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Noise and the Occupational Health and Safety Act - what you need to know

by , 07 March 2013
On Monday night, teen singing sensation Justin Bieber incurred a £300,000 fine when his gig at London's O2 overran. The reason? He was fined for making too much noise when his concert finished 30 minutes after the Greenwich Council's curfew on live music. Sounds ridiculous? It's not! In fact, your business could get into trouble with the Occupational Health and Safety Act (OHSA) if you don't pay attention to its occupation noise regulations...

85dBA! That's the maximum amount of noise anyone who enters your workplace can be exposed to, according to the OHSA.

That's about as loud as what a bus, motorbike or pneumatic tools (a tool that uses compressed air like a drill) sounds like if you're 50 feet away. Essentially, if you need to raise your voice to a near shout to speak over the noise, it's probably louder than the required 85dBA occupational noise regulations, explains the Health and Safety Advisor.

Here's how to monitor and control noise in your workplace…

If your employee is exposed, or exposes himself, to noise at or above the noise-rating limit, he must obey any instructions you or someone you appoint gives him to minimise damage to his hearing, says the OHSA.

That's why to help you comply with this regulation, the Health and Safety Advisor provides the following employee checklist.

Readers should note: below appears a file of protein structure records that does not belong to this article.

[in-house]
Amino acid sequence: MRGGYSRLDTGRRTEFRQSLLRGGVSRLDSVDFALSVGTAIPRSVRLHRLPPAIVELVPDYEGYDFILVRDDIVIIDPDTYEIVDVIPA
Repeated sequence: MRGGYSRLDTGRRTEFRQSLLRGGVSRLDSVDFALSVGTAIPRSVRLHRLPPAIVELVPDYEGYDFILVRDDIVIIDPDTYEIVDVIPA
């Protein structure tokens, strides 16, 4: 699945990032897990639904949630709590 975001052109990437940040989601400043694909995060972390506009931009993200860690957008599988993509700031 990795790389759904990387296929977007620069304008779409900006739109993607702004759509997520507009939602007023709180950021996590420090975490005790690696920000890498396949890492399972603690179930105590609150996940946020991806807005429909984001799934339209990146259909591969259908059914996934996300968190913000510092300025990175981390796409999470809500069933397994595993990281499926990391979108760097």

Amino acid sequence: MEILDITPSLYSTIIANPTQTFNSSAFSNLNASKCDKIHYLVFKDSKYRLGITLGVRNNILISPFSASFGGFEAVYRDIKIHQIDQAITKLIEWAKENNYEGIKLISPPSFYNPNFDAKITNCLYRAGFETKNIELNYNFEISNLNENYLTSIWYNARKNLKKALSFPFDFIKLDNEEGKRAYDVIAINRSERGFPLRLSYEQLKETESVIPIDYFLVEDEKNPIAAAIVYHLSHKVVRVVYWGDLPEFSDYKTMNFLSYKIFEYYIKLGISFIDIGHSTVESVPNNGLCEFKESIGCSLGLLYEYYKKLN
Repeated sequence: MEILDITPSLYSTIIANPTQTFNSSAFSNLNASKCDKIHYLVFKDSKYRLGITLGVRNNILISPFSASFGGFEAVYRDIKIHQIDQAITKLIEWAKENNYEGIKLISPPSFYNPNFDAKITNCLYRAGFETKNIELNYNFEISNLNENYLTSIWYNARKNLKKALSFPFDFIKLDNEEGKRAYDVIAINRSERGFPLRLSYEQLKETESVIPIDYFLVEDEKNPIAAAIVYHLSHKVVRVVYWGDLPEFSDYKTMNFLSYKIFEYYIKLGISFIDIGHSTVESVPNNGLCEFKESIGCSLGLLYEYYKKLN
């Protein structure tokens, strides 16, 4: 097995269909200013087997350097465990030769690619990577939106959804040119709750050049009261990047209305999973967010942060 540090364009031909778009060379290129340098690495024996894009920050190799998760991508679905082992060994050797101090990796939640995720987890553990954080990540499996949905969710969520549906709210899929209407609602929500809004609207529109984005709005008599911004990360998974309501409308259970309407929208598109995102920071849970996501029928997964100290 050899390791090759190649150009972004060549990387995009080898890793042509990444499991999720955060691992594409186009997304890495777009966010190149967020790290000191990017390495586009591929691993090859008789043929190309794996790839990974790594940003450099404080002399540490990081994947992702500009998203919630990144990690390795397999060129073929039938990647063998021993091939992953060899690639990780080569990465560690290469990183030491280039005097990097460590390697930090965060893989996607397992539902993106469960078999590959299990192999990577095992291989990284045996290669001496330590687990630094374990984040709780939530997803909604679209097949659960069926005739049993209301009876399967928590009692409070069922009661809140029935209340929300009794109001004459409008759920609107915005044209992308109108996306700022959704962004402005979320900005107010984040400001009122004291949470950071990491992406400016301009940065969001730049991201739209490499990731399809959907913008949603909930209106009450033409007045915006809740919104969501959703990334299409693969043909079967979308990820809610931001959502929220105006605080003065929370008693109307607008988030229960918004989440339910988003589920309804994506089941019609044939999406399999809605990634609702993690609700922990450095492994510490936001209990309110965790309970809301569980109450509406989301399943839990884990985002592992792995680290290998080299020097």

According to the checklist, your employee must:

 Adopt measures to control noise e.g. working in a demarcated noise zone
 Use the Personal Protective Equipment (PPE) – such as ear plugs - you provide
Report damaged, lost or defective noise control equipment
Co-operate with you when using personal sound exposure meters, to determine personal noise exposure
Report for medical surveillance and training. 'This will assist you and your health and safety rep to constantly determine any damage their hearing may have suffered and keep your employees up-to-date with the necessary training,' explains the Health and Safety Advisor

By making sure your employees tick all the boxes on this this checklist, you'll protect your employees hearing and be able to ensure your workplace sticks to the OHSA's occupational noise regulations.

Turn to your Health and Safety Advisor to get more information on the Noise-Induced Hearing Loss Regulations (NIHL) regulations. 
 



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